A diagnosis of congestive heart failure can be scary, but the outlook might be better than you think. Congestive heart failure occurs when the heart muscle becomes too weak to pump blood efficiently. It may be useful to know that doctors use the terms “heart failure” and “congestive heart failure” interchangeably.  

If your parent or grandparent has been diagnosed with heart failure, read on for what to expect and how to help your senor get better.  

 

Symptoms of congestive heart failure

Elder Care Joplin, MO: Congestive Heart Failure

People with congestive heart failure often have chest pain, shortness of breath, decreased activity, fluid retention, and coughing. The phlegm of a congestive heart failure patient may be pink because it is mixed with blood.  

Fluid retention in heart failure starts in the ankles and legs. It can progress, however, to the abdomen. If a senior suddenly has what looks like a beer belly that wasn’t there before, that may point to advanced heart failure, although liver failure has to be ruled out in the process.  

Heart failure patients may also lose their appetites and lose weight quickly. However, if they are retaining fluid in the abdomen, it may be hard to see weight loss. Any combination of the above symptoms is a good reason to see a doctor and get a diagnosis.  

 

Treatment 

Can heart failure be reversed? Yes, in some cases. When heart failure is caught early and treated aggressively, it can go into complete remission. However, the patient himself must take immediate action to improve his health.  

It’s important to discover what is causing the heart failure. Diabetes often leads to heart disease. When that happens, it will be more important than ever to treat the diabetes as well as the heart condition.  

Untreated high blood pressure also leads to heart failure in some patients. Blood pressure is treatable, but it may require the right dose of medication and stress avoidance. Your parent or grandparent will need to monitor his blood pressure at home. Elder care professionals can be a huge help. They will remind your loved one to take his blood pressure and even help him attach the machine.  

 

Quit smoking 

If a heart failure patient smokes, she will be asked to quit. Smoking is a leading cause of heart failure. Smoking clogs the arteries with fat substances. As a result, the heart has to work harder than it should, and this strains the heart, ultimately weakening the muscle.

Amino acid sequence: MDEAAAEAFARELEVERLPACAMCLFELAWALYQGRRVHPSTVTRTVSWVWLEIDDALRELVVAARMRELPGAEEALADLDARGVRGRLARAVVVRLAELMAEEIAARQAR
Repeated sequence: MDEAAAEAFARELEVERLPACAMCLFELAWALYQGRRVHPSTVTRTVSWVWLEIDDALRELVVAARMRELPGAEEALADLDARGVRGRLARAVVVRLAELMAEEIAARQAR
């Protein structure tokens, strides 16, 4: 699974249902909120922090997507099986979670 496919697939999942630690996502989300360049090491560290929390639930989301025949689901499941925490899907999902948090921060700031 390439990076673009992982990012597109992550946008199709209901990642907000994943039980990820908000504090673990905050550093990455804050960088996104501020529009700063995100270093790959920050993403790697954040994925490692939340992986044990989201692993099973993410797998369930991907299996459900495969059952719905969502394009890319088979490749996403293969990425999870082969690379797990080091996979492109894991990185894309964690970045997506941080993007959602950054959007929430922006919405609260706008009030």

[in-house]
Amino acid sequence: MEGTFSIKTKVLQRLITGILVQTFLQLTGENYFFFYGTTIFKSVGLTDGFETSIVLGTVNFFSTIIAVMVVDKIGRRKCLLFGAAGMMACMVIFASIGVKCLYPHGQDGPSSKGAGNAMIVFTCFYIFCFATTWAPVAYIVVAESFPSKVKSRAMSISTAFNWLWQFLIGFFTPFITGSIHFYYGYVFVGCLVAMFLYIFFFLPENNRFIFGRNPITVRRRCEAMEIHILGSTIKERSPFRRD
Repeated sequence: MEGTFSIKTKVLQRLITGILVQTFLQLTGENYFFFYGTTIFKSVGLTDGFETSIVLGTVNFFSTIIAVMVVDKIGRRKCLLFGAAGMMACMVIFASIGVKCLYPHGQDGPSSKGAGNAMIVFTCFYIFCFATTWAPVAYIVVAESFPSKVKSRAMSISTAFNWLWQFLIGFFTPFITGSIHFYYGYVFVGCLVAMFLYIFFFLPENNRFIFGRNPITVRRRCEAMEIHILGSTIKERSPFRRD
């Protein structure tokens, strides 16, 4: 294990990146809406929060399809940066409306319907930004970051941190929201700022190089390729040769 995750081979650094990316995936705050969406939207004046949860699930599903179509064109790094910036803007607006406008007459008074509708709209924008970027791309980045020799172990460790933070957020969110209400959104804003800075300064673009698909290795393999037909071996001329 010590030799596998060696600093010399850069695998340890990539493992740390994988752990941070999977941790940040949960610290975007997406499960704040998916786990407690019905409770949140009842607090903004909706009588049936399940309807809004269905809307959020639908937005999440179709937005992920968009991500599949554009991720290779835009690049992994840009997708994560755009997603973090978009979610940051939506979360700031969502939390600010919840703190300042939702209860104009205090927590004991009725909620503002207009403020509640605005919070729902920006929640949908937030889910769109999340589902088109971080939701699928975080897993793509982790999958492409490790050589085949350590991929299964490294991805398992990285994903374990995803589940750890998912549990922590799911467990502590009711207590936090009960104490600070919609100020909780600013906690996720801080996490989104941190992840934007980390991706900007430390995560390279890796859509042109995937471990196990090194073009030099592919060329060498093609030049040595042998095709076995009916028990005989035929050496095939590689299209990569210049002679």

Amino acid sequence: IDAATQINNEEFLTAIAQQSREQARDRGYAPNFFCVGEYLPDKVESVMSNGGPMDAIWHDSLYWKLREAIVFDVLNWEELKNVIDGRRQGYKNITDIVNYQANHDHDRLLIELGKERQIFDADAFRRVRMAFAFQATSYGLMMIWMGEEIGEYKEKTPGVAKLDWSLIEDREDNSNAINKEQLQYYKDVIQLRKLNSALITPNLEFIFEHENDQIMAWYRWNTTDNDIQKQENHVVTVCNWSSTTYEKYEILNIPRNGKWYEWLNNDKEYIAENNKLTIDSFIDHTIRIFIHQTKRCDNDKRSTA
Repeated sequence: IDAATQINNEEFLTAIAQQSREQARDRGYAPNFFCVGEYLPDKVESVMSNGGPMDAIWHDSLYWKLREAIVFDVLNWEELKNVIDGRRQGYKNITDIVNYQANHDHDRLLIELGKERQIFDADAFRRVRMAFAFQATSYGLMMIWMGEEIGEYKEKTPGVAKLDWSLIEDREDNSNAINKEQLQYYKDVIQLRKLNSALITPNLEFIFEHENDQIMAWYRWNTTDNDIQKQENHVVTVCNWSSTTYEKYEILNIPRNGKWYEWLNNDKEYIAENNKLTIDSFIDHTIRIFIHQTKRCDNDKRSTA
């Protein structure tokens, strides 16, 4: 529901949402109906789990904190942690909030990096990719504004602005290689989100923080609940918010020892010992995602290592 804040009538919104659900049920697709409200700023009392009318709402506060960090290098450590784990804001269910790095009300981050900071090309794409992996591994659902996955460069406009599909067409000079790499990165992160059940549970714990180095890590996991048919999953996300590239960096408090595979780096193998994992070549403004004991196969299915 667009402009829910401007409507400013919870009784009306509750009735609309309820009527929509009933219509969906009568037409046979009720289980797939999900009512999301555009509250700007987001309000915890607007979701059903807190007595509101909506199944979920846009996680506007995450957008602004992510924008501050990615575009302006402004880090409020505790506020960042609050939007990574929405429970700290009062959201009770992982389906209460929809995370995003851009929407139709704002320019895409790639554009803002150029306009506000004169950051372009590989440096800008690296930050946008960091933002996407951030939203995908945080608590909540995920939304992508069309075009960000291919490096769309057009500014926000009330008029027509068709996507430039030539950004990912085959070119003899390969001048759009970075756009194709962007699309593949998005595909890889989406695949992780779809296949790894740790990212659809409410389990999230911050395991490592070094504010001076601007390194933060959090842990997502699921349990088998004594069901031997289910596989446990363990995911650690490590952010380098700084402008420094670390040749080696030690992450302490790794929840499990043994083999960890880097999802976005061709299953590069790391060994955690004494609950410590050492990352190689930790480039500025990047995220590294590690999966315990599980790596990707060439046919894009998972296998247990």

Even if your loved one has smoked for decades, his health may quickly improve if he stops. To quit smoking not only benefits the heart, but also the lungs, throat, and esophagus. So quitting is a no brainer. Of course, quitting is harder than it sounds. You can help your loved one quit by exploring different therapies that might include wearing a patch or hypnosis.  

In conclusion, a diagnosis of congestive heart failure is not a death sentence. Science is finding ways to mitigate it and improve the lives of heart failure patients on a regular basis. Elder care professionals can substantially help your loved one monitor and control high blood pressure that causes heart failure. These elder care experts can also help your parent or grandparent adhere to a regime that helps him stop smoking.  

 

If you or an aging loved-one is considering Elder Care in Joplin, MO please contact the caring staff at Adelmo Family Care today at (417) 206-4576. 

 

Sources 

 

https://www.mayoclinic.org/diseases-conditions/heart-failure/symptoms-causes/syc-20373142 

https://www.newswise.com/articles/taking-charge-reversing-congestive-heart-failure-in-some-cases 

https://www.winchesterhospital.org/health-library/article?id=663619 

https://www.hopkinsmedicine.org/health/conditions-and-diseases/smoking-and-respiratory-diseases 

John Good